The News & What it Means – Slowing Farmland Values Gains Have Implications for Equity

By John DePutter & Dave Milne – May 1, 2019
The news:

“Canadian farmland values are still rising, although this past year’s increase was the smallest since 2010.”

– Syngenta website article, Apr. 29, 2019

What it means:

It’s time for producers to monitor their financial well-being more closely.

We all knew this shoe would eventually drop. After posting double-digit gains throughout the 2011-15 period in the wake of sharply higher crop and livestock prices, Canadian farmland values were bound to cool as commodity prices came back to earth (see graph below). And while it is true land values were still trending higher in 2018, the 6.6% nationwide average gain observed by Farm Credit Canada represents the smallest increase since 2010.

Further, the report notes a great deal of variability across the country, with land values in some specific regions continuing to show big year-over-year gains, while others are flat to lower.

The moderating gains – or declines, in some cases – should be concerning to some farmers, given how important farmland is in supporting overall farm equity.

Land values key to farm equity

Earlier this year, Statistics Canada reported Canadian farm equity as of Dec. 31, 2017 (the latest year for which data is available) at $503.9 billion, up 6.4% or $30.2 billion from a year earlier. But perhaps more interesting was the fact that real estate accounted for roughly three-quarters of total asset value in that year. In comparison, back in the early 2000s, farmland values only accounted for about half of the total farm asset value.

So, it’s easy to see that as farmland values go, so too does farm equity. Additional proof can be seen in the strong farm equity gains of 12.8% and 9.2% in 2013 and 2014, respectively – years in which FCC reported similarly strong advances in farmland values of 22.1% and 14.3%.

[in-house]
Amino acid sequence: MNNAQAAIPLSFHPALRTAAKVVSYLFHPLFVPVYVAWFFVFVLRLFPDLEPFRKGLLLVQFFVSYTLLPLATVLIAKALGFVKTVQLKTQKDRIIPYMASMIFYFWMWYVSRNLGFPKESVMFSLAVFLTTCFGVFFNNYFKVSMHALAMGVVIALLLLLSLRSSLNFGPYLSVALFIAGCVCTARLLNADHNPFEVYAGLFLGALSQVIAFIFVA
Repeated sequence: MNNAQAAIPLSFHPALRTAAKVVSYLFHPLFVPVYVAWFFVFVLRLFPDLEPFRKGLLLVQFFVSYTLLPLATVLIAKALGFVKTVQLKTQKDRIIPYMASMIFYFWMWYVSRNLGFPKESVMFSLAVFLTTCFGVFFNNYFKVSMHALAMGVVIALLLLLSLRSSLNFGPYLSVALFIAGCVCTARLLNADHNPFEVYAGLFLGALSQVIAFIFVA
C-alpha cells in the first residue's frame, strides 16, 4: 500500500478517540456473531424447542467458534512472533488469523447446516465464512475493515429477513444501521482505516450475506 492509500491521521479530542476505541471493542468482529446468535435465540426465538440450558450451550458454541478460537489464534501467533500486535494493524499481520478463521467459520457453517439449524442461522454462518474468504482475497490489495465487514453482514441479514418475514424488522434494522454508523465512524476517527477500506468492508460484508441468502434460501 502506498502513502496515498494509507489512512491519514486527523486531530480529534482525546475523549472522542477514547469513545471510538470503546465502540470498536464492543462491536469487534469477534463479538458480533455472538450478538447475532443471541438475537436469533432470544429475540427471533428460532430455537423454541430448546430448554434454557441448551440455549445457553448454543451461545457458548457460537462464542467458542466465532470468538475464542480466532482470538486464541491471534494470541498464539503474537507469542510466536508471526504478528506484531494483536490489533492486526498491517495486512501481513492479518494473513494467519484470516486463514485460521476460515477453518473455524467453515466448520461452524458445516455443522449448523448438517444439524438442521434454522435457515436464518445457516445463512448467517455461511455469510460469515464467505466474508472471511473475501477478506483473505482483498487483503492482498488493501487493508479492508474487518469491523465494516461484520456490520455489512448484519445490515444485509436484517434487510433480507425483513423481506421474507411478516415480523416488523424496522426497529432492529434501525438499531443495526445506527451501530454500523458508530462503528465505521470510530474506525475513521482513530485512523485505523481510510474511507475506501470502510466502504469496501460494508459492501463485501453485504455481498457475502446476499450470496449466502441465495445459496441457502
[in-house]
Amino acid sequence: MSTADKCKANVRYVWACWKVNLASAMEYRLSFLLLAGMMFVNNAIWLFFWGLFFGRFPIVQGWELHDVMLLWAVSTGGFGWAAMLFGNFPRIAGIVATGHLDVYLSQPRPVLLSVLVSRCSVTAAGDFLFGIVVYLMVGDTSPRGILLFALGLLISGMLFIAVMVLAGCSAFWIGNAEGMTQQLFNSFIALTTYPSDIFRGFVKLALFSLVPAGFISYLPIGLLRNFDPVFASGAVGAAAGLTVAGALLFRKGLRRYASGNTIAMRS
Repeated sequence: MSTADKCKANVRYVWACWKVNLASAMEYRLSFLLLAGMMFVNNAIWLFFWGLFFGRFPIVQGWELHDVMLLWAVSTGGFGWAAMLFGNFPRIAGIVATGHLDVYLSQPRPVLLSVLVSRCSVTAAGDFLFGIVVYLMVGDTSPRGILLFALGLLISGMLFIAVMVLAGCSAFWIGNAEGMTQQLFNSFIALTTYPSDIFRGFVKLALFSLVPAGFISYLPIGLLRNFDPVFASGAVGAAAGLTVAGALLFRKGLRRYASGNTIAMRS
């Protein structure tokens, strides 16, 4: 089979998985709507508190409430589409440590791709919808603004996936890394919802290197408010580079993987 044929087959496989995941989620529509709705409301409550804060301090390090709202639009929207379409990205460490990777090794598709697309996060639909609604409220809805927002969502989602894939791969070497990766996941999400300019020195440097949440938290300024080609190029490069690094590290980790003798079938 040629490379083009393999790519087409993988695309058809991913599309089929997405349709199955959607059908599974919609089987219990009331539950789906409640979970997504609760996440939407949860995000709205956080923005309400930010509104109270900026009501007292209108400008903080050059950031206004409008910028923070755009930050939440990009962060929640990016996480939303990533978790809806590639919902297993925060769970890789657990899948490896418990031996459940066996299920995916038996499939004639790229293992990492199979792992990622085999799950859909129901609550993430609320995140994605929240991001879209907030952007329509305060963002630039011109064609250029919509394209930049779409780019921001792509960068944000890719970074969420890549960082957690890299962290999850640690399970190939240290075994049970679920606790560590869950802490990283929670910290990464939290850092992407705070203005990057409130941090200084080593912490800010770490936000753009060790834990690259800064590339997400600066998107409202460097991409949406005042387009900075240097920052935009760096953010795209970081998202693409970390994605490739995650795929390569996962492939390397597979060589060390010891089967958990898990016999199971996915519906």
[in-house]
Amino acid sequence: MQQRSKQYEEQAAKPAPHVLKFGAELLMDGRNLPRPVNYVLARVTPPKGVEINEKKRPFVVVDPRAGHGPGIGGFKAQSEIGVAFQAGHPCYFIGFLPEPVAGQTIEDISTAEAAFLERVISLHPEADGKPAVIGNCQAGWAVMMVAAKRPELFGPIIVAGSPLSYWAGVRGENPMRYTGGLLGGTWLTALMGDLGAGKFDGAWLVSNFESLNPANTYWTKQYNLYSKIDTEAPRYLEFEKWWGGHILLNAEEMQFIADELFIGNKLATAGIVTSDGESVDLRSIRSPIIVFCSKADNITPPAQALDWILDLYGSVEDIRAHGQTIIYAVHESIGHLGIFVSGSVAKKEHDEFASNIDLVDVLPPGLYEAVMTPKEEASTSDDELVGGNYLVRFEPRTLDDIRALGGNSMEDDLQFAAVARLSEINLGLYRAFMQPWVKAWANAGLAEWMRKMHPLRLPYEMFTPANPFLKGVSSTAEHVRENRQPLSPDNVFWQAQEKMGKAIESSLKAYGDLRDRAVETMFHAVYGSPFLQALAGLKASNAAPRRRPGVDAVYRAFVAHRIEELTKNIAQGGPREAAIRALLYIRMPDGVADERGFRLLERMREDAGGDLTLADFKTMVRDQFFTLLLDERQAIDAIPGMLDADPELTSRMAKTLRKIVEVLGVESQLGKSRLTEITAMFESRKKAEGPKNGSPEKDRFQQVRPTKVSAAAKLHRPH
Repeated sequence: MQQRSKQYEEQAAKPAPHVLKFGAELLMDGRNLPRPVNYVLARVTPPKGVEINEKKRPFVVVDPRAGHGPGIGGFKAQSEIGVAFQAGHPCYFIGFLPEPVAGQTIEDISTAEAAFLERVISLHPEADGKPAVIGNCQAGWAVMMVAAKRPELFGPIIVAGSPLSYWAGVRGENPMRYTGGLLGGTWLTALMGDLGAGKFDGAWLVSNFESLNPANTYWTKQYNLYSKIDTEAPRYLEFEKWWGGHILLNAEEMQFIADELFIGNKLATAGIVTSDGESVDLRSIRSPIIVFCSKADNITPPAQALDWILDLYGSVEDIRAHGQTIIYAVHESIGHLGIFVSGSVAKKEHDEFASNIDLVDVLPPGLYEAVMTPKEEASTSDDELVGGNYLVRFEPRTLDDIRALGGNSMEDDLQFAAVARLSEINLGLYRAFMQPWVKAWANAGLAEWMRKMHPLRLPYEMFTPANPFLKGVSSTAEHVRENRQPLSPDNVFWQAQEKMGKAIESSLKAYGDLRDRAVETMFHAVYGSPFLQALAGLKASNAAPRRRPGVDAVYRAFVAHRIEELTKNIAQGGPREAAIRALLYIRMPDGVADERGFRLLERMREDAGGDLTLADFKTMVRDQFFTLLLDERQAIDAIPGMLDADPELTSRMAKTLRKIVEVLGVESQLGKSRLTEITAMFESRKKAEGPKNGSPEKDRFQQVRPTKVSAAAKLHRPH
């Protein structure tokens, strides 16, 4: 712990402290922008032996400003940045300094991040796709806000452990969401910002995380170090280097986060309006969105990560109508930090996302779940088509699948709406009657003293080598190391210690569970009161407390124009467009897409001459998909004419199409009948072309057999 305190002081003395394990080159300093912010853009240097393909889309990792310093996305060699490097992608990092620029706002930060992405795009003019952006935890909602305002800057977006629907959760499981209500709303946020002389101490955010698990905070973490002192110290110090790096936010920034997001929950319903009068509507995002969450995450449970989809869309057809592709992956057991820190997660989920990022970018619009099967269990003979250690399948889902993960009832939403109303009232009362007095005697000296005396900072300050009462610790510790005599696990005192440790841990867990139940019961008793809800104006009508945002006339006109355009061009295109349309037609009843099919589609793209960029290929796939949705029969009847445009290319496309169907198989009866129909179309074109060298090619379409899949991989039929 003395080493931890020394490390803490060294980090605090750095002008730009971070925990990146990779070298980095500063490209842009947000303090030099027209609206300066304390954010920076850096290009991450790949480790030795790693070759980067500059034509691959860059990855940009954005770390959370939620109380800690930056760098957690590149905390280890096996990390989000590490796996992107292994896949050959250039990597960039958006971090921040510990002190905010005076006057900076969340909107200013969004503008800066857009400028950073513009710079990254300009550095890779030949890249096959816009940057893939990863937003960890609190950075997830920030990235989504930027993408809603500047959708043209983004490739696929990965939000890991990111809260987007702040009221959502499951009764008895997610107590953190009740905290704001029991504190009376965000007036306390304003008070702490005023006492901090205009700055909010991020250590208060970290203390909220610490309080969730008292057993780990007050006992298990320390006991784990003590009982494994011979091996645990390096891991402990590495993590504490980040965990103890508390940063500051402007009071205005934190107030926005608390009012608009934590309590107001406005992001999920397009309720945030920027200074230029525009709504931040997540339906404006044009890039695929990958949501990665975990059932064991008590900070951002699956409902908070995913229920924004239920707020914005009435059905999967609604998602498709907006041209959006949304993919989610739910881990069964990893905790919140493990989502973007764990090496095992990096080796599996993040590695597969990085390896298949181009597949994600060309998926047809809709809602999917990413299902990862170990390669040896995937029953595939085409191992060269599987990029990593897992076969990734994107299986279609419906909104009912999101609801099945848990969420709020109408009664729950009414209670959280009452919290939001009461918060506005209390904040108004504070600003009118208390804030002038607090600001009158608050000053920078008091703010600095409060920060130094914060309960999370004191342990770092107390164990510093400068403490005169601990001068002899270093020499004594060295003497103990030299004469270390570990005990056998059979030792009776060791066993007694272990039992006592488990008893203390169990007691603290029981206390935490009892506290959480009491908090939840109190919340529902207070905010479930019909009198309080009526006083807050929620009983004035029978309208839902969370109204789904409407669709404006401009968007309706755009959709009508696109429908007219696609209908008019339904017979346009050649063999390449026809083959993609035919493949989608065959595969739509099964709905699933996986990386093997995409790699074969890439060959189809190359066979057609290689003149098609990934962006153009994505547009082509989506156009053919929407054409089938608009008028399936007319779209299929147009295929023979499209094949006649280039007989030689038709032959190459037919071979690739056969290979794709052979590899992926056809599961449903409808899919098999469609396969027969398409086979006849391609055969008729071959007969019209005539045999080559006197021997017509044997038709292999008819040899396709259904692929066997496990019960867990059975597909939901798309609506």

And as farm equity goes, so too does the ability of a farm or any other business to remain financially secure enough to ride out the inevitable phases of low commodity prices that strike the ag scene every now and then.

Rising equity also helps you obtain the necessary bank financing to upgrade your equipment and vehicles, make expansion plans and so forth. Lots of farmers are happily adding up the value of their assets and subtracting their liabilities and finding they’re richer than they ever dreamed. Indeed, according to Investopedia, equity is one of the most common financial metrics to assess one’s financial health.

Cracks beginning to appear?

In New Brunswick, things are already starting to go backward. For 2017, StatsCan reported that farm equity in that province declined by 1.2%, the only province where the growth in liability value outpaced a slight gain in farm asset value. Meanwhile, the FCC report showed that New Brunswick farmland values were up only 1.8% in 2018, suggesting the potential for equity to erode further.

Staying in the Maritimes, Nova Scotia farmland values were reported down almost 5% in 2018 (following a 9.5% increase in 2017), the result of declining wild blueberry prices, reduced dairy quota volumes and an overall softening of demand for vacant cultivated land.

Those are relatively small farming areas but the situation in New Brunswick and Nova Scotia may be the tip of the spear. In the wake of weakening farm income, subdued commodity prices and rising input costs, farmland values in other provinces may eventually show somewhat similar tendencies.

If that happens, farm equity, which is based largely on land values, would decline.

It’s something the DePutter team is monitoring closely.

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